Rounding out the NFC are two teams that demand consideration.  Chip Kelly’s unpredictability diminishes Hyde as a surefire lead but he is safer than most options in this category.  Rostering a rookie RB that is more of a pass-catcher seems particularly valuable in light of the potential for some big deficits and Kelly’s famously up tempo offense.  Your NFL runner-up is the most intriguing.  The oft-injured Jonathan Stewart is locked in to lead the Panthers in carries this year, but whatever rookie the Panthers sign in 2017 in will be coupled with a strong offense and little competition beyond Stewart, unless a man named Fozzie Whittaker moves you.

The final AFC backfields to target if you believe in gathering all the parties provide one fine situation in Indy.  Owners can trade for/stagger a short term Gore deal with a long term rookie contract.  Dion Lewis must be paired with James White.   Lewis provides the biggest boom/bust potential in terms of injury and usage of this whole group.  Finally Oakland and Miami have relatively strong incumbents, and some failed free agent flirtation by their team in the offseason suggests owners would be wise to assume a 2017 rookie in Oakland and Kenyan Drake factor into their teams’ plans long-term.

In fantasy the best GMs know how to ask the right question.  When confronted with talents like Ezekiel Elliot the answer is obvious.  The more valuable questions in terms of contractual obligations seem to lie in assuming the risk of backfields in their entirety.   Putting the rock in the right hands is such a vital part of real and fantasy football, so pay close attention to the landing spots below and consider the opportunity of the rookies as they answer “yes” to their new teams.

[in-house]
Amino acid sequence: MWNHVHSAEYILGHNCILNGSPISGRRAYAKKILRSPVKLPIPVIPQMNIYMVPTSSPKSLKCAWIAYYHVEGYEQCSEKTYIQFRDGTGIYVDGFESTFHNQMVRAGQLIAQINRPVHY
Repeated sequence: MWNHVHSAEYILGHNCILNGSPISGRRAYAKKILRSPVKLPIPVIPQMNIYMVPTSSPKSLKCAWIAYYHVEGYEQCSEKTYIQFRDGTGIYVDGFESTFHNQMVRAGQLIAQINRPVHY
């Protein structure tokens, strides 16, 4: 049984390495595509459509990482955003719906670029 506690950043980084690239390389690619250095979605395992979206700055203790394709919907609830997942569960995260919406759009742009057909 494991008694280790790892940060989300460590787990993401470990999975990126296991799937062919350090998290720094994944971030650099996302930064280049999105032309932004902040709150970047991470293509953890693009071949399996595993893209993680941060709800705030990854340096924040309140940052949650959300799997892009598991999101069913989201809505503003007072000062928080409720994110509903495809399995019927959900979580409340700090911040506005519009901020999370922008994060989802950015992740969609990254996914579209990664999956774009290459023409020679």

In list form:

  1. Ezekiel Elliot- If you have the 1.1 enjoy.
  2. Dion Lewis- Absurd PPG when healthy.
  3. Yeldon + Ivory- More touchdowns are coming.
  4. Hill+Bernard
  5. Murray + (Deandre Washington)- Breakout offense.
  6. Hyde + (Wait for 2017).
  7. Gore + Rookie (Wait for 2017)
  8. Stewart + Rookie (Wait for 2017)
  9. Baltimore Backfield (Kenneth Dixon) Forsett, Buck Allen
  10. Eagles Backfield Ryan Matthews + (Wendell Smallwood)
  11. Langford + (Jordan Howard)
  12. Jennings + Vereen (Paul Perkins)- Begging for a transition.
  13. Matt Jones + Keith Marshall
  14. Cleveland Backfield (Duke Johnson) Crowell
  15. Ajayi + Kenyan Drake- Will need a couple years for Gase to sort a lead back.
  16. Detroit Backfield (Abdullah) + Zenner/Riddick

The list is ordered in terms of my anticipated points by backfield for the upcoming season.  The backs in bold project better over a three year span.


Bio: Luke @FantasyDocOC is husband, father, doctoral student, and teacher slowly building a reality dynasty league comprised entirely of daughters. Following in the footsteps of Saint Francis, “Start by doing what is necessary, then what is possible, and suddenly you are doing the impossible.” CUA. Hoya Saxa.